New Delhi: The United Nations’ aviation watchdog has decided to conduct another safety audit of India’s aviation safety this year in a move that could potentially affect the international expansion plans of new and old Indian airlines.

The International Civil Aviation Organization (ICAO), of which India is a member, completed an audit of the Directorate General of Civil Aviation (DGCA) in 2012 and placed the country in its list of 13 worst-performing nations.

This time its audit will perhaps, as a result of the findings of the earlier one, be even more elaborate, said two government officials aware of the matter who asked not to be identified.

After India addressed some of the issues highlighted by the 2012 audit, it was removed from the list of poor performers.

“ICAO operates its safety oversight auditing programme under a Continuous Monitoring Approach. India’s upcoming 2015 audit is simply our next scheduled visit," Anthony Philbin, spokesperson for ICAO, said in an email. Philbin was replying to a question on why ICAO was headed to India earlier than expected—it had conducted an audit in 2006 and then again in 2012.

He did not say if the audit had anything to do with crashes in South East Asia.

While the dates are being worked out, officials in the government are worried.

This year’s audit will, apart from safety, also look at aviation security, the two government officials added.

“You can imagine how difficult that security test is to pass Just look at the number of director generals we have removed. We are looking terrible outside," one of the two added.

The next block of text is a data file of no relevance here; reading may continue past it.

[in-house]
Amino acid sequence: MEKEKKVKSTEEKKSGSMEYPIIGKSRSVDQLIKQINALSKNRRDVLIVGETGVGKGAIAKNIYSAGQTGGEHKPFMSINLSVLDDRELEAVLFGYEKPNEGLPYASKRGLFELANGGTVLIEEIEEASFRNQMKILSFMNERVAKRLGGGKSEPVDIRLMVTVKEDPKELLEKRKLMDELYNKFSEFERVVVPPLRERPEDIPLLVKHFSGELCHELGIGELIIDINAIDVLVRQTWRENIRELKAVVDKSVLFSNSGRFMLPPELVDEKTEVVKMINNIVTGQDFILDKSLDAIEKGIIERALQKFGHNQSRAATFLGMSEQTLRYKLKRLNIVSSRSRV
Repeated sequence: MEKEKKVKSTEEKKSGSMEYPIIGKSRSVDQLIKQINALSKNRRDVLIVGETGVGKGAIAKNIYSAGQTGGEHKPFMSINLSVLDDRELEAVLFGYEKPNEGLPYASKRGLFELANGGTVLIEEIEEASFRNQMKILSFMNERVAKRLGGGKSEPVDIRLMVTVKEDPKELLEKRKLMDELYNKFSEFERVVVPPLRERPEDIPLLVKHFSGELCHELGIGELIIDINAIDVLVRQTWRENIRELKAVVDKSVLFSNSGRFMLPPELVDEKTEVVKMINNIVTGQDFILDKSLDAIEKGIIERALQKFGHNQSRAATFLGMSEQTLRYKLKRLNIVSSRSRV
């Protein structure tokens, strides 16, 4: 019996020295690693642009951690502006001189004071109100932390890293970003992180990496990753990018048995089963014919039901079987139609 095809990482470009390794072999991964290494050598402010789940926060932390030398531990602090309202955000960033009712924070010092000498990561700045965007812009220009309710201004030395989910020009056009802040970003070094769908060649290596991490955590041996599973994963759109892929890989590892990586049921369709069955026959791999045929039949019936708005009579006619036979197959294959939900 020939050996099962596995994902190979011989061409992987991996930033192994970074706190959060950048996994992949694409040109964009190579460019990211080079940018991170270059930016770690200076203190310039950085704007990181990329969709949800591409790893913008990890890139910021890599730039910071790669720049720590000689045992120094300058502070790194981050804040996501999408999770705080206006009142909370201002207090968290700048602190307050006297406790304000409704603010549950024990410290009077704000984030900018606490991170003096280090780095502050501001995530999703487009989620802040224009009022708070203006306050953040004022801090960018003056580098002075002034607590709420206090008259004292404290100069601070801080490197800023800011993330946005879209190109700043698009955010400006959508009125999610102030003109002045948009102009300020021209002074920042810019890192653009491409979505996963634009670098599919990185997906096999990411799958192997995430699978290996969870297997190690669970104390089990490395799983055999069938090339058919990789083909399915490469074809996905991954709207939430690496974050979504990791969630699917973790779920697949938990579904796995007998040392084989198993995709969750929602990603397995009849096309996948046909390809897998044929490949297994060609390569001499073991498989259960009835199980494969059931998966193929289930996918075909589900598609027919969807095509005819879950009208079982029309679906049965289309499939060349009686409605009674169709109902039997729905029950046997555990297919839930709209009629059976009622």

India has frequently changed the heads of DGCA.

In December, the director general of civil aviation Prabhat Kumar was removed despite the fact that US regulator Federal Aviation Administration (FAA) was in the process of reviewing its downgrade of India’s safety rankings.

The FAA launched its own audit after the findings of ICAO were released and effected its own downgrade.

Before Kumar, the government did not extend Arun Mishra’s term as director general. In 2013, Mishra moved to Bangkok to take over as ICAO’s Asia-Pacific head.

Worse, India’s aviation security body Bureau of Civil Aviation Security (BCAS) has had no permanent head for more than two years. No one wants the job as, in terms of hierarchy, it isn’t seen at the same level as other postings for senior officers of the Indian Police Service, said a third person familiar with the developments who asked not to be named.

A panel was also formed last year to select a BCAS chief but the Union Public Service Commission scrapped that panel citing irregularities.

Meanwhile, the workforce of BCAS has shrunk to around 70. Many of its offices across India are not manned.

ICAO had recommended a workforce of 150 several years ago, the third person added, “but nothing has been done".

The ICAO audit comes at a time when FAA’s is yet to be closed. The agency was to come to India in February to see whether its concerns had been addressed but will now only do so later. A FAA spokesperson said the agency had no comment to offer on India.

Air India Ltd and Jet Airways (India) Ltd cannot start flights to new destinations in the US unless FAA upgrades India’s aviation rankings.

Former director general M.R. Sivaraman said the government needs to find a “technical officer" to head DGCA instead of finding bureaucrats for the post and also make aviation safety a priority.

India’s airlines Air India, Jet Airways, IndiGo, SpiceJet Ltd and GoAir have largely remained safe for flying and most are cleared by the internationally mandated International Air Transport Association’s safety audit.

There has been one major crash in the past five years—158 people died in India’s worst air crash in a decade in Mangalore in 2010 when an Air India Express flight IX-812 overshot a hilltop runway.

Sivaraman said DGCA should also take a position against FAA and ICAO if it thinks it is in the right.